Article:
5 1 in every 5 strokes happens to a person aged less than 55
STROKE/ “CVA” 2003; 347,000 reported stroke 60,000 new strokes occur every year median age for stroke is around 80 years leading cause of Acquired Brain Injury is stroke – sometimes referred to as a cerebrovascular accident, or “CVA” where blood supply to the brain is stopped by a clot or bleeding. It often results in physical disability as well as changes in a person’s cognitive and emotional functioning. 60,000 new strokes occur every year - a number that’s growing as Australia’s population ages. Strokes normally occur in older age groups. 1 in every 5 strokes happens to a person aged less than 55

6 results from external force applied to the head
TRAUMATIC BRAIN INJURY (TBI) results from external force applied to the head motor vehicle accidents falls assaults …no surprises here, except that falls are now not only the leading cause of all injury hospitalisations throughout the developed world, but also the leading cause of TBI - due to populations ageing.

7 “tri-modal age structure”, 1996-97
TRAUMATIC BRAIN INJURY (TBI) …quite dramatic changes, as injury surveillance has caught up with population change …no surprises here, except that falls are now not only the leading cause of all injury hospitalisations throughout the developed world, but also the leading cause of TBI - due to populations ageing.

8 “tri-modal age structure”, 2001-02(?)
TRAUMATIC BRAIN INJURY (TBI) …Liverpool Hospital Brain Injury Unit - training package on TBI in 2006, graph undated.

9 “tri-modal age structure”, 2004-05
TRAUMATIC BRAIN INJURY (TBI) …Australian Institute of Health and Welfare – 22,000 TBIs (as Principal Diagnosis).

10 falls… leading cause of Traumatic Brain Injury in Australia - 42% of TBI hospitalisations in leading cause of injury hospitalisations overall - 1 in every 3 (126,800) injury admissions in of all causes of TBI, falls are the most fatal. 63% resulted in death in …I don’t want to blind you with figures…advocacy organisation, concerned with people. It is never just about the numbers – 99.9% raising awareness from ground, you have to make the case…. under-recognised of the title, “under-researched”…just in case you thought I was cheerleading from the sidelines of injury, of disability in the aged…for some boutique interest… …falls most fatal? – from heights in younger age groups + frail aged (“old old”)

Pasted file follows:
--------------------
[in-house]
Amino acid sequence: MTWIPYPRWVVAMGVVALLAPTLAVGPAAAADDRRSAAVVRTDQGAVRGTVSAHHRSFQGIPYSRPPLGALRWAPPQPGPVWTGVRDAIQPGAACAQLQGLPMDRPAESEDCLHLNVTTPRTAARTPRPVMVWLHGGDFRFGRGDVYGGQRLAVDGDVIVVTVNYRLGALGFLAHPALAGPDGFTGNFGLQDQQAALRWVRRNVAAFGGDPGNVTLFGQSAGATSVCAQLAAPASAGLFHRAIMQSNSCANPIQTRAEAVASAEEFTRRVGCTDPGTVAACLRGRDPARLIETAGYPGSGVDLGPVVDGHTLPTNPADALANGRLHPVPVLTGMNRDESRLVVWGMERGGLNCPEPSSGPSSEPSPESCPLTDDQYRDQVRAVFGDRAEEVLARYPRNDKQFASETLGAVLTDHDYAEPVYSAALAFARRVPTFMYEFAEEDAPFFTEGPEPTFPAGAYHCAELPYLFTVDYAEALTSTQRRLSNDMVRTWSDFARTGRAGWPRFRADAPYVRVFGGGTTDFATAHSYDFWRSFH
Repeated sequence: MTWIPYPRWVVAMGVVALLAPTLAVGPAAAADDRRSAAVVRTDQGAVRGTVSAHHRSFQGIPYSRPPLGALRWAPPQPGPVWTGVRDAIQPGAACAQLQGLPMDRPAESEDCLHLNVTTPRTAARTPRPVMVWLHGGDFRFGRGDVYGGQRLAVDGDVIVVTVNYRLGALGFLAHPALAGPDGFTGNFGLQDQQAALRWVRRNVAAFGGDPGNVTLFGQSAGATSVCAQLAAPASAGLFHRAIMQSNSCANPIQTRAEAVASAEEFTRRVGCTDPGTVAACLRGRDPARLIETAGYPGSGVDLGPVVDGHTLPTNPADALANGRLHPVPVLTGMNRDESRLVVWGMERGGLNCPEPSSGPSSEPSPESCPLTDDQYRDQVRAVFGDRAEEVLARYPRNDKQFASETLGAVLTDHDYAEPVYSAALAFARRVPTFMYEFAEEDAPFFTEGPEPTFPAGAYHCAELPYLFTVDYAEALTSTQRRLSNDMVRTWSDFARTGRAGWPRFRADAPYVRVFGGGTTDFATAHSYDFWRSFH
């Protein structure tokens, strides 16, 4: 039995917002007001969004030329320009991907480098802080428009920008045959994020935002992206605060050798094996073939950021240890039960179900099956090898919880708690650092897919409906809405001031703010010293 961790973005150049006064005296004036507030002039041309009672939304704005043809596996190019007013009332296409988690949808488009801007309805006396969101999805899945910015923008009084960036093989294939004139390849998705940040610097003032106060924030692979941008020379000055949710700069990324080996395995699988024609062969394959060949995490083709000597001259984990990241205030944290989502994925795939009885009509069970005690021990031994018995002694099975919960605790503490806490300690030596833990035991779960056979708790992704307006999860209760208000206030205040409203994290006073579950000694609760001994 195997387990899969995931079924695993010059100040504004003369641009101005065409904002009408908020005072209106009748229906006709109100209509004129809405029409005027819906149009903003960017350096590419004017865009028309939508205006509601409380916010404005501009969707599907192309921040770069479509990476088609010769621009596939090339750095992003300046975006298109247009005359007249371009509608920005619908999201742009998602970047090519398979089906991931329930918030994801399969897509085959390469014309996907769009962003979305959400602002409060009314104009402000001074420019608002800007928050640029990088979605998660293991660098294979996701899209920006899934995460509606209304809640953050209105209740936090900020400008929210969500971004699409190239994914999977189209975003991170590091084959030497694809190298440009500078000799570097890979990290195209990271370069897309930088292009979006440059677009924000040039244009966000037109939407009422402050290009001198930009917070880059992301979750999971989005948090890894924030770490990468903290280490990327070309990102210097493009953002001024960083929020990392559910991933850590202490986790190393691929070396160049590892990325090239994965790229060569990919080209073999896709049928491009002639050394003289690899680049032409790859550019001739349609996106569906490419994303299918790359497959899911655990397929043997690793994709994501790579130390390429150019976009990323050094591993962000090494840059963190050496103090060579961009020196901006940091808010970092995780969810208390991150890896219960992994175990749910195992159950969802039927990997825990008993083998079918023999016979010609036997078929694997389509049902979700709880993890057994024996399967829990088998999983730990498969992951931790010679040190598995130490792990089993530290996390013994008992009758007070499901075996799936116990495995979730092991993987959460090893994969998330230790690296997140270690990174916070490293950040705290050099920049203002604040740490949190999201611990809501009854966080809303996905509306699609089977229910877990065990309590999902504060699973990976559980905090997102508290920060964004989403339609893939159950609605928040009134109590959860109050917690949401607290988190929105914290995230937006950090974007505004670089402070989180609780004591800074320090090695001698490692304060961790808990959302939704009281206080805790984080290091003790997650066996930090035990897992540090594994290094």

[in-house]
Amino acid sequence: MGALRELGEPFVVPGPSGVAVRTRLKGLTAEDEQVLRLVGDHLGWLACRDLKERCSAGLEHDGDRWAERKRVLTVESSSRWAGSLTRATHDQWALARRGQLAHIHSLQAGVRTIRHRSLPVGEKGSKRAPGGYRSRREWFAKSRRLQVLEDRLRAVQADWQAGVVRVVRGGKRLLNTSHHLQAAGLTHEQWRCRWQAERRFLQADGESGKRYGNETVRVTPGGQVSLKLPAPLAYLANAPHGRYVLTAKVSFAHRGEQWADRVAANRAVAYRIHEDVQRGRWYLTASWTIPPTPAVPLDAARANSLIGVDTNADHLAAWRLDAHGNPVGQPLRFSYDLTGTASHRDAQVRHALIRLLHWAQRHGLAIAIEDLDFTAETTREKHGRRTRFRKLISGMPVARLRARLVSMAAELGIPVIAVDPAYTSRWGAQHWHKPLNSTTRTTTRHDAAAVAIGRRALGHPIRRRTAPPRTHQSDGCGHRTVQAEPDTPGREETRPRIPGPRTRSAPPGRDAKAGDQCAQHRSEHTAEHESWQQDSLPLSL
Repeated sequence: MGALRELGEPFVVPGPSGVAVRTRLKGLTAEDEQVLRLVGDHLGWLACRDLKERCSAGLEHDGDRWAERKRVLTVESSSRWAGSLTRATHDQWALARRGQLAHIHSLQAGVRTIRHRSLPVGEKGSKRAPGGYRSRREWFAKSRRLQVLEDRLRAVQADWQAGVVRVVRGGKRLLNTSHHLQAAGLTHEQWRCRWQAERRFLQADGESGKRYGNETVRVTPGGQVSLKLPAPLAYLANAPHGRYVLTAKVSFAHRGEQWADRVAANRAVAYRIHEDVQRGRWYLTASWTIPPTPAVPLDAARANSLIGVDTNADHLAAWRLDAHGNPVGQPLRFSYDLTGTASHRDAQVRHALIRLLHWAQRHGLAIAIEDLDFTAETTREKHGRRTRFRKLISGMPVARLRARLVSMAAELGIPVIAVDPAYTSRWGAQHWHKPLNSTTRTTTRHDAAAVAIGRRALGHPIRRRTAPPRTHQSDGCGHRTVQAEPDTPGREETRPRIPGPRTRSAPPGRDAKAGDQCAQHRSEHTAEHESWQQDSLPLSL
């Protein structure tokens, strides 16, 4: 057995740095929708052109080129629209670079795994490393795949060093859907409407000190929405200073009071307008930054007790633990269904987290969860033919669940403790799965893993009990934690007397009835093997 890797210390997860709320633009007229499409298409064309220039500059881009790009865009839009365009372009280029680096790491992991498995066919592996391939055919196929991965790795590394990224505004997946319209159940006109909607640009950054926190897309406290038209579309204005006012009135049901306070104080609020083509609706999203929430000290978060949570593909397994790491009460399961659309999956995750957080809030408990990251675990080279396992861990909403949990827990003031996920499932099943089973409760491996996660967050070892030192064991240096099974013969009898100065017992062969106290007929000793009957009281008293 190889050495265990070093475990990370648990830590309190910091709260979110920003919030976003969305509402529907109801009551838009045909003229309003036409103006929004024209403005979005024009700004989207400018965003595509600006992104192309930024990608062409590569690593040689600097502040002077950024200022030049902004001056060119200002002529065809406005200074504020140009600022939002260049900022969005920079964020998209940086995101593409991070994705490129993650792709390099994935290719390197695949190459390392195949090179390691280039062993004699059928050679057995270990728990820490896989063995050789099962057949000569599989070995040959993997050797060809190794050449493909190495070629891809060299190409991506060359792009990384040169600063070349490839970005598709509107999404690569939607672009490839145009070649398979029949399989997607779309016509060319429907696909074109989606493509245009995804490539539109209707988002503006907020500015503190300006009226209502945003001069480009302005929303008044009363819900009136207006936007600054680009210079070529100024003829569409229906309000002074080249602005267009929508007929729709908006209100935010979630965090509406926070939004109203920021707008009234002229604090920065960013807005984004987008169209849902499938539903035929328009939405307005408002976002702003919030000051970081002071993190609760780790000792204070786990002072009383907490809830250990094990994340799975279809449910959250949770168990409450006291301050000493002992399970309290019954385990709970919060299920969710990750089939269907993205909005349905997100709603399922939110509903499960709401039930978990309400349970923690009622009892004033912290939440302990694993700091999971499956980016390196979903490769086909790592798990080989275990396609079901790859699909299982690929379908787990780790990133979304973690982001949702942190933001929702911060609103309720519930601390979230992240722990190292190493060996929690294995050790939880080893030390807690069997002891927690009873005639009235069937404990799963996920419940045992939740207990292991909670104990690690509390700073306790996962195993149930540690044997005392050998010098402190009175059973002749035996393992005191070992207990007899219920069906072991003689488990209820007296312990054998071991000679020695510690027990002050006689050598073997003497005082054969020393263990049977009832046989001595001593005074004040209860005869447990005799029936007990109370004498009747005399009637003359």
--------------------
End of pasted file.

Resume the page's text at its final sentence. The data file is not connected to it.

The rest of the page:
11 falls injuries in older people…
65+ accounted for 62% of all TBI deaths in hospital in in every 6 the result of a fall 3,272 TBIs the result of a fall in people aged 65+ = 1 in every 7 TBI hospitalizations in “Head injury” was the second most common falls-related injury (after those to the hip and thigh) in 65+ during (17% of cases) Why have I hammered on hospitalisations…the vast majority of TBIs, 75%-90%, are mild-to-moderate. If they end up in hospital, if the TBI is picked up in the elderly…I’ll come back to the centrality of neurological observations… “Head injury” - In general, Brain Injury Australia considers the descriptor “head injury” to be so non-specific as to be unhelpful in fostering understanding of TBI: it includes everything from abrasions to the face to an “open” head injury (where an object penetrates the skull and enters the brain). “Head injury” is not always associated with loss of consciousness, let alone TBI…

12 falls injuries in older people…
70,000 aged 65 + admitted to hospital in for a falls injury = an increase of 10% over admission numbers falls injuries to the hip and thigh decreasing, rates of head injury increasing – to 1 in every 5 admissions ….age-adjusted hip fracture ↓, “head injury” ↑. Curiosity – falls prevention programs/ practitioners….credit for reduction in hip#, responsibility for ↑ in TBI? …calcium supplementation, “active ageing” strategies…falls from greater heights, involving physical activity…

13 falls injuries in older people…
; costs of hospitalised falls in people aged 65+ estimated at $566 million by 2051; total fall-related injury health costs for older people to triple to $1.375 billion per annum = an additional 886,000 hospital bed days and 3,320 extra residential aged care places …Jerry Moller’s research for the Commonwealth – some reservations on some of the estimates…Global nature of injury – complexity and multiplicity of disability; PricewaterhouseCoopers $110,000 per year

14 falls injuries in older Americans…